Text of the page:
When David A. Ansell, M.D. co-hosted a fundraiser for Barack Obama’s U.S. Senate campaign in 2003, he asked the future president about national health care reform. Obama gave Ansell the outline of the future Affordable Care Act (ACA).
Obama favored a single-payer system, but said “it will never get passed in the United States.” Health insurance companies held so much political power – 250,000 employees across the U.S. and a huge lobbying apparatus -- that opposing them would be political suicide.
Ansell says in his new book, “The Death Gap: How Inequality Kills” (University of Chicago Press) that, “The ACA fails two critical parameters of health justice: it is neither universal nor equitable.” While 20 million people gained coverage, there are still 30 million uninsured, including half of black America living in 19 states that refused Medicaid expansion.
“Rather than treating access to health insurance as a universal right…the ACA established the mandate as a core component of health care coverage, perpetuating the complex system of multiple payers, limited access, variability in quality of care, high costs, and large rich-poor life expectancy gaps.”
Just the same, Republican calls for appeal would take the U.S. “back to square one, and bad will revert to worse.” Newly insured people won’t allow their coverage to be taken away, so the ACA remains a placeholder as advocates work toward their vision of single-payer coverage, Ansell said at a May 18 book promotion event sponsored by the Metropolitan Planning Council (MPC).
Ansell is senior vice president and associate provost for community health equity at Rush University Medical Center. He came to Chicago as a new doctor in 1978, and he practiced internal medicine at John H. Stroger Jr. Hospital of Cook County and at Mount Sinai Hospital in Lawndale.
All three hospitals are along Ogden Avenue, he said, “but I was a different doctor” at each of them, largely because of the disparity in resources. Mount Sinai’s patients were uninsured (20%) and on Medicaid (60%), so that the hospital often had only a few days cash on hand, with little money for infrastructure improvements.
Capital shortages and limited access to health care contribute to the “death gap,” which Ansell illustrated on a map of Chicago pinpointing life expectancies: 85 years old for residents of the Loop, but only 72 for North Lawndale; 85 for Hyde Park, but only 69 for Washington Park. This is “structural violence,” Ansell told the MPC group: “ ‘structural’ because it is based in our society and ‘violence’ because people die.”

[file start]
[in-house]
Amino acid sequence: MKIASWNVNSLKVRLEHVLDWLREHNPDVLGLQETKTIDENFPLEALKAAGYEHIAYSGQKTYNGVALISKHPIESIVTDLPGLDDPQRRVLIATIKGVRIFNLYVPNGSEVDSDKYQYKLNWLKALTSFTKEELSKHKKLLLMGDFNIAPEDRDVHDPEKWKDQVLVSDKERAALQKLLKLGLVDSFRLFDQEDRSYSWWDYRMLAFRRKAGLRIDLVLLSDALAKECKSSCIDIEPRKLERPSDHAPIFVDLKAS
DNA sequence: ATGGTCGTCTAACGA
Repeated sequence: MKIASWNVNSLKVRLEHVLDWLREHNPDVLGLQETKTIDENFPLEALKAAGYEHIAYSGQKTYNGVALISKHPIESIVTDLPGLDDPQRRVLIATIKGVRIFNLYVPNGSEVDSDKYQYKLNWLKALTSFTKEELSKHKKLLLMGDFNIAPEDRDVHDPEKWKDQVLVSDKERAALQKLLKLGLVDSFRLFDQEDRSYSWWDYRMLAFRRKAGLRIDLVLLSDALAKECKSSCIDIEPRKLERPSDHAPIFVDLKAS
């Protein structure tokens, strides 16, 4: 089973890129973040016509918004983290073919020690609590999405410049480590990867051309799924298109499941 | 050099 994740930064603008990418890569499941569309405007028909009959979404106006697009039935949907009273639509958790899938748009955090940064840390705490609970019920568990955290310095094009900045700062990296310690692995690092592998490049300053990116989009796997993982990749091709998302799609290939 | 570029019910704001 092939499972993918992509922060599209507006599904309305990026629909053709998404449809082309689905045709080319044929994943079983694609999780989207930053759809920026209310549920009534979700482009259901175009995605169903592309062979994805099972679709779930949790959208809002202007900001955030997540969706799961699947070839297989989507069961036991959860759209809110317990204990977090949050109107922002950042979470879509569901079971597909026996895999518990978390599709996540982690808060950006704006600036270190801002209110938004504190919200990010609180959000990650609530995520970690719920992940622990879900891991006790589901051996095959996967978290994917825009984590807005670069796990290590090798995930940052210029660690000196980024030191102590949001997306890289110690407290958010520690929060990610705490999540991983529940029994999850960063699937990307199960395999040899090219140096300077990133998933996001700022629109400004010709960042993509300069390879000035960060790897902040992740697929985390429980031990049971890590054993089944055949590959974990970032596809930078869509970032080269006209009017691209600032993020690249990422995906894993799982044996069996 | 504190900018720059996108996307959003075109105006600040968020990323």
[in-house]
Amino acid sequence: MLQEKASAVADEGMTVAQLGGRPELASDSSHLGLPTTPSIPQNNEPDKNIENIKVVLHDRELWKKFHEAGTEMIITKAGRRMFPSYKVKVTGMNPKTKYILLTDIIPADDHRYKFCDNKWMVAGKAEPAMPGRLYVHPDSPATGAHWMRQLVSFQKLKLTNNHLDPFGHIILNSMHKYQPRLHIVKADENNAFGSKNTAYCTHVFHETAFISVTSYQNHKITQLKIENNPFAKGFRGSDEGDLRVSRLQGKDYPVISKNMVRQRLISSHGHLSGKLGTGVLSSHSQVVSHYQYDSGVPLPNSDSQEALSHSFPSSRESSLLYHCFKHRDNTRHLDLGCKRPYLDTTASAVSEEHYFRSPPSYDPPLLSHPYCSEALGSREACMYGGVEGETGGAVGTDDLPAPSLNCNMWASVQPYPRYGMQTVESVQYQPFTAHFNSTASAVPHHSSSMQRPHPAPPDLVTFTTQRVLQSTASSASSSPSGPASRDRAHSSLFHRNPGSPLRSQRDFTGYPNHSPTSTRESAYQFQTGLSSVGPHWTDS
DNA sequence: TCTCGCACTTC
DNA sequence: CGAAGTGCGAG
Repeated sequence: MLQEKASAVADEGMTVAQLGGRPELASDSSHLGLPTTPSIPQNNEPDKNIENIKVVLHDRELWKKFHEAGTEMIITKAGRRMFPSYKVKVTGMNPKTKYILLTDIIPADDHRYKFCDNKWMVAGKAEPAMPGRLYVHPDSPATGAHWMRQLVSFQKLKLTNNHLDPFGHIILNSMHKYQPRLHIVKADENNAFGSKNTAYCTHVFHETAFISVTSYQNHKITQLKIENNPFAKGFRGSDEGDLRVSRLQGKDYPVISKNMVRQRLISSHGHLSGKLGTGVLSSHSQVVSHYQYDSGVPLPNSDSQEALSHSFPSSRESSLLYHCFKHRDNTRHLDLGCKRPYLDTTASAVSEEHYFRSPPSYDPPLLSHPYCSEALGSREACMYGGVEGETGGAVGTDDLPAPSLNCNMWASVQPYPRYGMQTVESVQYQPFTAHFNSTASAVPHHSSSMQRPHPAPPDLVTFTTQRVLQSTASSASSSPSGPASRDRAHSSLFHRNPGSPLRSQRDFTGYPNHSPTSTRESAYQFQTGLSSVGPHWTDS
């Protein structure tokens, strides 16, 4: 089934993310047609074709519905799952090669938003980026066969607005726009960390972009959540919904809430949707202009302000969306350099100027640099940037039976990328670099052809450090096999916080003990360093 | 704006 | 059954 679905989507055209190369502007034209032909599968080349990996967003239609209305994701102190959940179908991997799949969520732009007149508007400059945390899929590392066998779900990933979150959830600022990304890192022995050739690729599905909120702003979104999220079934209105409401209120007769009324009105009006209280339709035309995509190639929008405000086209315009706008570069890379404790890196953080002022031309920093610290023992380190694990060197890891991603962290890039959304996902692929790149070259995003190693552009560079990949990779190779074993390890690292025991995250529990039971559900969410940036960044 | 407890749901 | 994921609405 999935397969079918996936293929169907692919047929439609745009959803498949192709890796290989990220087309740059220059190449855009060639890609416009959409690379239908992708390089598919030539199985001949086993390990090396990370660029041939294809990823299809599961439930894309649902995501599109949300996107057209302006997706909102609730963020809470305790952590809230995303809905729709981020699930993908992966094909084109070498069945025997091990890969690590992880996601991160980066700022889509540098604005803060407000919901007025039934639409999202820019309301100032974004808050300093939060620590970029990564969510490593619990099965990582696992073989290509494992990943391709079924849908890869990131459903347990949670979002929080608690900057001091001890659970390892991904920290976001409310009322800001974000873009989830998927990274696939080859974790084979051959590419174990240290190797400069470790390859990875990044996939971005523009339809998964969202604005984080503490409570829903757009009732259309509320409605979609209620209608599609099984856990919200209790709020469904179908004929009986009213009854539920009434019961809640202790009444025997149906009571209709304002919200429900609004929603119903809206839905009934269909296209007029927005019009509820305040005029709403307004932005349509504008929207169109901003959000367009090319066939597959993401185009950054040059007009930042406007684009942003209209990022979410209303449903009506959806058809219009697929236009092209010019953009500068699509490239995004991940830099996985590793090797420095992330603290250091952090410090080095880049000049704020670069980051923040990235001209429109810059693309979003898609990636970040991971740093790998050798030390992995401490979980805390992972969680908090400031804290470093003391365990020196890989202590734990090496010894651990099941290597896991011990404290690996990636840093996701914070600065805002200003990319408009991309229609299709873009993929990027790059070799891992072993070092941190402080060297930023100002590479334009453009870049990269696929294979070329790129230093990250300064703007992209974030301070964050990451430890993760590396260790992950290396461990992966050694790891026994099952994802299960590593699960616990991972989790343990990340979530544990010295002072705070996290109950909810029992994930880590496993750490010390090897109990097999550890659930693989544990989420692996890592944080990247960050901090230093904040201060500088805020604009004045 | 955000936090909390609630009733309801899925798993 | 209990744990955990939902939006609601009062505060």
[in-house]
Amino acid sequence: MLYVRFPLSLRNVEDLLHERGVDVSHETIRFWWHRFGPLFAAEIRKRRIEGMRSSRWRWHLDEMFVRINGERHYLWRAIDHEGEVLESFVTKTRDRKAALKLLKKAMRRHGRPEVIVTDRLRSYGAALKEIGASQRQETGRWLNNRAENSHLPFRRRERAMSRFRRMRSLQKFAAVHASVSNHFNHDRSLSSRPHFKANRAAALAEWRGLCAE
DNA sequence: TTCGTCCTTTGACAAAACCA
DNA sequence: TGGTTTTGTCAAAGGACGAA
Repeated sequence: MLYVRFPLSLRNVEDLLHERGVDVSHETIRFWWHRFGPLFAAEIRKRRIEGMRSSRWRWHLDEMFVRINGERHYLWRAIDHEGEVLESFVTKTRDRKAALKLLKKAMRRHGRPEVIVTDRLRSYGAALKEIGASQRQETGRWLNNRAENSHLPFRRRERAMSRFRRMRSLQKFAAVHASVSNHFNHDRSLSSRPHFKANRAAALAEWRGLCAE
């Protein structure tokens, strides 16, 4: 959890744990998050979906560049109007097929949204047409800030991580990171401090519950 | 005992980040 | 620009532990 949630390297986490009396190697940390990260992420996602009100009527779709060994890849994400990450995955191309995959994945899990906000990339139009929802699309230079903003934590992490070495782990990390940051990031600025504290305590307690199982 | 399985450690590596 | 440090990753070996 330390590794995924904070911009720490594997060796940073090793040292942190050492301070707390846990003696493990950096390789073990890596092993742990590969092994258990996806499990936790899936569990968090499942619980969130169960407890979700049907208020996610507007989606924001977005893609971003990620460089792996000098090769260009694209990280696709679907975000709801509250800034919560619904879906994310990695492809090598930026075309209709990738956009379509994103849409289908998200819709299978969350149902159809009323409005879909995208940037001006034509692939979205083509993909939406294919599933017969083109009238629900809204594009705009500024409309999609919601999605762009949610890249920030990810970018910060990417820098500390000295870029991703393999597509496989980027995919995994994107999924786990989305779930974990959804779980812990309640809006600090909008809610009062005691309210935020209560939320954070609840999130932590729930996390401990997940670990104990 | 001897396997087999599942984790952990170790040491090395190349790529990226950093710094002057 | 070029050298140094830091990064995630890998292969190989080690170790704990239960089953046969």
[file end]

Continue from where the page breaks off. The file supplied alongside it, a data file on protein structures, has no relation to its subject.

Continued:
Breast cancer treatment exemplified structural violence, because in the 1990s, new treatments caused the death rate to plummet for white women – but not for black. Ansell described a black woman whose cancer had been missed on an earlier mammogram because the radiologist was not a specialist. Only one hospital in a high-mortality black neighborhood had been certified by the American College of Surgeons’ Commission on Cancer, but there were 14 such hospitals in white neighborhoods.
Starting in 2007, the Metropolitan Chicago Breast Cancer Task Force identified hospitals with undertrained mammography technicians and arranged free continuing education. They met with hospital CEOs to share data and make recommendations for improvement. Community health workers and nurses they hired also navigated women to treatment at top hospitals (see StreetWise October 24-30, 2016, Vol 23 No. 43). By 2013, Chicago’s black-white cancer gap had narrowed by 35 percent – the only metro area in the US where that happened.
Ansell also describes Windora, his long-term patient with diabetes and high blood pressure who couldn’t afford food, insurance and clothing for her children on her $1,000 monthly pension so that she rationed her medication. She suffered a stroke that put her in a wheelchair and robbed her of speech.
Sarai was yet another patient, an undocumented and insured immigrant whose mother had taken her to Stroger, the region’s only public hospital. She died while waiting for an organ transplant evaluation appointment at a large private hospital.
Ansell has helplessly watched too many patients like Windora and Sarai.
He writes in “The Death Gap,” “For those who counter that single payer is too expensive or politically unfeasible, we persist because the American ideal of “life and liberty” cannot be achieved without an equitable and universal health care system.”